However even if a study is described as a census it should be very clearly stated where the study participants have been recruited from , and the reader should make the decision if the study truly is a census. A census may include all the population from the sample frame, but not all the target population; in this scenario questions 5 to 7 need to be addressed. Sample Selection Question 6 is used to establish how the research ers got from the sample frame to the participants in the study. It examines the potential for selection bias and how the researcher developed methods to deal with t his. Th e sample selection process is important in determining to what extent the results of the study are generalizable to the target population. For question 6 we are looking in depth at how the sample (study participants) was selected from the sampling f rame. It is important to know if there were any inclusion or exclusion criteria used, as inappropriate criteria can dramatically shift how representative the sample is of the target population [8,10,13] . Selection bias can occur if every unit in the sample frame doesn’t have an equal chance of been included in the final study [11,14] . Randomisation is used to ensure that each participant in the sampling frame has an equal chance of being included in the sample. If methods of randomisation are not used, not described or are not truly random, this may lead to a non -representative sample being selected and hence affect the results of the study [10,11] . There are many other situational issues to take into account when determining if the population in the sample is likely to represe nt the target population . Often these issues are outside the control of the researcher, but sometimes are overlooked. One such issue is the healthy worker effect which is a well -known phenomenon in human cross – sectional studies [13] . An example of this is, a res earcher trying to do a cross -sectional study to determine health factors in a factory population and decides to sample from workers at work on a particular day . Unfortunately there is a tendency to over select healthy workers as ill workers may tend to be at home on the day of selection . This will in turn lead to inference s been made about the health of the worker population but is only relevant to healthy workers and not ill workers . A veterinary example of this is a researcher trying to do a cross -sectional study to determine health factors in the general dog population and decides to sam ple from a local park. Unfortunately there is a tendency to over select healthy animals as sick animals will tend to be left at home and not taken for a walk . This will in turn lead to inference been made about the health of the dog population but is only relevant to healthy dogs and not sick dogs. Self -selection is another example of selection bias that can be introduced and should be assessed [13] . For example , when using a postal questionnaire to exami ne eating habits and weight control , people who are overweight might read the survey and be less inclined to complete and return the survey than those with normal weight leading to over representation of people with normal weight . Similarly , if using a pos tal questionnaire to examine mastitis levels on cattle farms, farmers that have a high somatic cell count s (SCC) might be less inclined to complete the survey than those with normal or low SCC leading to over representation of farms with good SCC (see Non-responders below) . Non -responders Non -response in cross -sectional studies is a difficult area to address . A non -responder is someone who do es not respond either because they refuse to, cannot be contacted, or because their details cannot be documented. As a rule, if participants don’t respond it is often difficult and sometimes impossible to gain any information about them . However other baseline statistics may exist that can be used as a comparator to assess how representative the sample is [14] e.g. age, sex, socio -economic classification . Methods used, if any, should be well described so that the results from the analyses can be interpreted. This is important as non – responders may be from a specific group, which can lead to a shift in the baseline data away from that group. This shift can lead to results that don’t represent the target population.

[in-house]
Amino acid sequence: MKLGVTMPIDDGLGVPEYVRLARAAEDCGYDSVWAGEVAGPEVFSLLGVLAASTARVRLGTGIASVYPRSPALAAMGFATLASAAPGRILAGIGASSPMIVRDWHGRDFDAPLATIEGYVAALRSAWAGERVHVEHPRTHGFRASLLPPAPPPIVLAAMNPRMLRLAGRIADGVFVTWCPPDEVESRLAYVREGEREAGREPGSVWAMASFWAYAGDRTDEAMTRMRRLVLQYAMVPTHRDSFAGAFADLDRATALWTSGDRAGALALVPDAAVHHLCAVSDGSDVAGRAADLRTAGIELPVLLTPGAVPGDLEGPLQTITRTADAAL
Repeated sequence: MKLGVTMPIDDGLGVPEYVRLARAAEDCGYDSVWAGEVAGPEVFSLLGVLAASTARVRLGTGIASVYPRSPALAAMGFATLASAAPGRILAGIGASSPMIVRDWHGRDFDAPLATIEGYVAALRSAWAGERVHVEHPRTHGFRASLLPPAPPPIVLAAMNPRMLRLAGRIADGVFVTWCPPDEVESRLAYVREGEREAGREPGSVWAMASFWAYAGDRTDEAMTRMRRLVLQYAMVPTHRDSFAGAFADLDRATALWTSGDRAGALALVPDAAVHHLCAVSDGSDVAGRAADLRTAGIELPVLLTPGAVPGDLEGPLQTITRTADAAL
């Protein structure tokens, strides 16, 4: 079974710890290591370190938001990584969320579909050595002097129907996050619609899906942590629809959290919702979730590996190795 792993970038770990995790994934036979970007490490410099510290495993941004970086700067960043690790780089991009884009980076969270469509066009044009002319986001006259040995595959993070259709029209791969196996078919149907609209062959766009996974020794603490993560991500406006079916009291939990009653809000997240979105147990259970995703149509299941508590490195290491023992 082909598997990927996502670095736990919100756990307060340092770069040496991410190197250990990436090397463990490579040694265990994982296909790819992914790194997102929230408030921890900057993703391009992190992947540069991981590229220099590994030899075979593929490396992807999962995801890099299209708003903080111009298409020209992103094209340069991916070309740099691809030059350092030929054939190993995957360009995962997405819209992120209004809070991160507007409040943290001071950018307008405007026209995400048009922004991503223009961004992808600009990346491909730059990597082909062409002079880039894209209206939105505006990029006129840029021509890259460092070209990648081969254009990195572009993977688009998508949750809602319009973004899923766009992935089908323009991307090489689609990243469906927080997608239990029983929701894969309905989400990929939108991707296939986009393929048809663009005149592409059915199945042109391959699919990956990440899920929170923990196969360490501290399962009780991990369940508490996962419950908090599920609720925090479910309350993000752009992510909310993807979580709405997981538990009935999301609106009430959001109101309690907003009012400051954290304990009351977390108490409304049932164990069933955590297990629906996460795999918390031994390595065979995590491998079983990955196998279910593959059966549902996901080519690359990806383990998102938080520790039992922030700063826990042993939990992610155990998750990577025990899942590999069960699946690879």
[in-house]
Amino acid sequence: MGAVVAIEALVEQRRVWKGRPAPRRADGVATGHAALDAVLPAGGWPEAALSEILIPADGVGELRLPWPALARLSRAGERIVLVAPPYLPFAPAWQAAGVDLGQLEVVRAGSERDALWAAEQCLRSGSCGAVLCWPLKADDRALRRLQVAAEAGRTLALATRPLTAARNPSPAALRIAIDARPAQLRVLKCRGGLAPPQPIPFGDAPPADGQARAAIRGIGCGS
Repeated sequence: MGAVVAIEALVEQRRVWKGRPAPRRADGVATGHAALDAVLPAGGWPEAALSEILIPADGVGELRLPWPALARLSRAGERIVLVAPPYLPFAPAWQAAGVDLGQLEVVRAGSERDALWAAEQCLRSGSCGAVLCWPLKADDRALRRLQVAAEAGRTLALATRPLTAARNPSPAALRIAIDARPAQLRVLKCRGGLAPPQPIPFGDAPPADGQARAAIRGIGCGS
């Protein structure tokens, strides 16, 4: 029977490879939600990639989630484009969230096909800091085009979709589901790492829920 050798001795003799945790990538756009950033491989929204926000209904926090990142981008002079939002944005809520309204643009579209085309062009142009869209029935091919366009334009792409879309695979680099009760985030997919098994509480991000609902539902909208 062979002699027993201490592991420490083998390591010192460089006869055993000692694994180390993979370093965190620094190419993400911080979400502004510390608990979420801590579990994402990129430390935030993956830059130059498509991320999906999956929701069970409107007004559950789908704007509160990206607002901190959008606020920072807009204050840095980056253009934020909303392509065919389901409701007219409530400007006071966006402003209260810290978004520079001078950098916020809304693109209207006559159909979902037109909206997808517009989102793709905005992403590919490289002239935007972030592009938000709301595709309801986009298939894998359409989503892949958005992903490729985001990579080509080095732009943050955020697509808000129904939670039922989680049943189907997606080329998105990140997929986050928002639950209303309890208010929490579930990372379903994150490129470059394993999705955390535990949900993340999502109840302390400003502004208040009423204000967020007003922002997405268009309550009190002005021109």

In some situations the sampling frame doesn’t have a finite list or a fully defined base line population. This also makes it difficult, and in some cases impossible, to quantify non – response and it may be inappropriate to do so in these situations. If the researchers are using non -defined populations this should also be declared clearly in the materials and methods section [15,16] . Measurement Validity & Reliability Measureme nt validity is a gauge of how accurately the study measurements used assess the concept s that the researcher is attempting to explore. Measurement r eliability is a gauge of the accuracy of the measurements taken or the procedures used during the study. Que stion 8 is used to address the concepts of measurement validity, and is specifically aimed to address the appropriateness of the measurements being used. The importance of measurement validity is that it gives weight to applying the statistical inferences from the study to members of the target population. If inappropriate measures are used in the study it could lead to misclassification bias and it will be difficult to determine to what extent the study results are relevant to the target population [12,17] . Question 9 is an attempt to gauge the measurement reli ability of the study measures. Measurements must be able to be reproduced and produce identical results if measured repeatedly, so that the measurements would be exactly the same if performed by another researcher. With this in mind, the measurements must be of international or globally accepted standards (e.g. IU standards) where possible and appropriate. If they are being used for the first time they must be trialled, or in the case of questionnaires, they should be piloted before being used. Statistics While interpretation of statistics can be quite difficult, a basic understanding of statistics can help you to assess the quality of the paper. Often many different methods can be used correctly to test the same data, b ut as there is such a wide range available, knowing what tests are most appropriate in particular situations can be hard to decipher. There is an expectation that the researcher has this understanding or has at least sought statistical assistance to ensur e that the correct methods are used. Therefore for question 10 the emphasis for the reader is that the statistical methods, software packages used and the statistical significance levels are clearly stated even if the paper is just presenting descriptive statistics. The statistical significance level is usually described as a p -value. In most cases the p -value, at which the null hypothesis is rejected, is set at 0.05. The higher the p -value is set the greater the possibility of introducing a type I error. Confidence intervals should also be declared with p -values or instead of p -values as an indication of the precision of the estimates . It is usual to present a confidence interval of 95% which means that the research ers were 95 per cent confident that the true population value of the outcome lies between these intervals . This can be used to compare groups where an overlap would suggest no difference and a gap between confidence intervals would s uggest a difference ( Figure 2). Overall Methods Question 1 1 asks if the methods are sufficiently described to enable them to be repeated. If there are sections or even small pieces of information missi ng it could make a great difference for the reader when interpreting the results and the discussion as they may be unsure if the correct methods are being used. Results The results section of a paper is solely for the purpose of declaring the results of th e data analysis and no opinion should be stated in this section. This gives the reader the opportunity to examine the results unhindered by the opinion of the researcher. It is important for the reader to form their own ideas or opinions about the results before progressing to the discussion stages. Basic Data Question 1 2 asks for a description of the basic data. Basic descriptive analysis aims to summarise the data, giving detailed information about the sample and the measurements taken in the study. The basic data give s an overview of the process of recruitment and if the sampling methods used to recruit individuals were successful in selecting a representative sample of the target population. If the sampling methods are unsuccessful in selecting a repres entative sample of the target population , those participants included in the study can often be dif ferent to the target population; this lead s to inaccurate estimates of prevalence, incidence or risk factors for disease. Descriptive data of the measurement s taken in the study give an overview of any differences between the groups, and may give insight into some of the reasons for statistical inferences that are made later in the paper. Response Rate As stated previously it can often be difficult to deal wi th non -responders. Question 1 3 requires that there is some attempt made to quantify the level of non -response by the researchers and asks the reader to interpret if the response rate is likely to lead to non -response bias. Question 14 is examining if any i nformation on non -responders was available and if so were the y comparable to those that did respond as this could help in answering question 13. Non – response bias occurs if the non -responders are substantially different to the rest of the population in the sample [15] . Internally Consistent Results Figure 2 Question 15 is an exploration of the basic data and asks that the reader spends some time exploring the numbers given in the results ; in the text, figures and tables . Information about the level of missing data should also be declared in the results. It is important to check that the numbers add up in the tables and the text. If the study has recruited 100 participants , the tables and the text should include data about 100 participants. I f not , the missing data should be clearly declared and the reason for its non -appearance explained. Compr ehensive Description of Results It is important to check that all the methods described previously lead to data in the results section (question 1 6). Sometimes the results from all analyses are not described. If this is noted it will be unclear whether the researcher found non-significant results or just didn’t describe what was found. If there are results missing that you would expect to find, there is a concern that these missing results may not have been what the researcher wanted to see and hence the authors have omitted them. It is also important that the significance level declared in the methods is adhered to. As the reader, it is important to w atch out for phrases such as “tended towards significance” in the text, and if these are used to pay close attention to the results. Discussion The discussion of a paper should s ummarise key results of the study objectives . It should give an overall inter pretation of the results of the study keeping in mind the limitations and the external validity of the document. The discussion section should also address both significant and non – significant findings of the study and make comparisons with other research, citing their sources [2,4] . Justified Discussion s and Conclusions In ques tion 17 there is an expectation that the researcher gives an overall summary of the main finding s of the study and discusses these in detail . It is important that the reader considers the study as a whole when reading the researcher’s conclusion. If the researcher’s conclusion is different or is more definitive than the study suggests it should be, it can be an indication that the researcher has misunderstood their own study or has other motives or interests for coming to that conclusion. It is up to the reader to explore the discussion full y in order to answer question 17 . The following points should be taken into account: Aim In the discussion section the researcher should discuss all results that pertain to the overall aim of the study, even if they are not significant. If some results are overlooked in the discussion it could suggest that the researcher either doesn’t believe the results, or doesn’t want to draw attention to controversial discoveries from the study and may therefore be giving a biased o verview of the research conducted. Selection Bias There is an expectation that the researcher discusses selection biases and takes these into account when interpreting the results of the study. This also gives a clear view of whether the researcher has an overall understanding of the study design. (See notes on selection bias in the methods section). Non -response Was there an interpretation of the results that included non – response? This is particularly important if the response rate was low, as non -respon ders may be a specific group, and lead to a shift in the baseline data (See notes on non – response in the methods section). Confounding Confounding is a major threat to the validity of practical inferences made from statistical analyses about cause and effe ct. Confounding occurs when the outcome of interest is associated with two different independent variables and one of those variables is closely associated with the outcome only because it is closely associated with the other variable (confounder). This c an sometimes be accounted for using statistical methods however sometimes these associations are missed because the confounder isn’t measured or isn’t considered to be a confounder in the analyses. What then happens is an erroneous conclusion is made ; that the variable might have a causal relationsh ip with the outcome . The researcher should consider confounding both in the analyses and in the interpretation of the results [18] . An example would be where in a study on cancer a researcher concludes that increased al cohol intake causes lung cancer; however there was confounding in the sample that the researcher didn’t discover. People in the study that were inclined to drink more alcohol were also inclined to smoke more (the conf ounder) and smoking was the cause of lung cancer not increased alcohol intake. Similarly , a study was undertaken to examine surgical deaths in cats. The researcher concluded that cats that had gaseous anaesthesia were more likely to die during surgery than those that had just injectable anaesthesia. There was confounding in the sample: cats that underwent surgery using gaseous anaesthesia were more likely to be ill or undergoing major surgical procedures (the confounders) and this was the cause for cats bei ng more likely to die during surgery and not the use of gaseous anaesthetics. Non -significant Results Discussing n on -significant results is as important as discussing significant results and should also be included in the discussion , especially if they ha ve a direct association with the aim being investigated. Non -significant results can be influenced by factors associated with study design and sample size. If there are biases introduced during the study design this can lead to non -significant results that in reality may be significant (this can work the other way around as well). If there are only small differences between groups , non -significant results may be apparent because the sample size is too small (see sample size justification). Again it is impor tant that the researcher has a clear understanding of this and conveys that in the discussion. Limitations In question 18 we explore whether limitations are discussed. Unfortunately all forms of research have some limitations.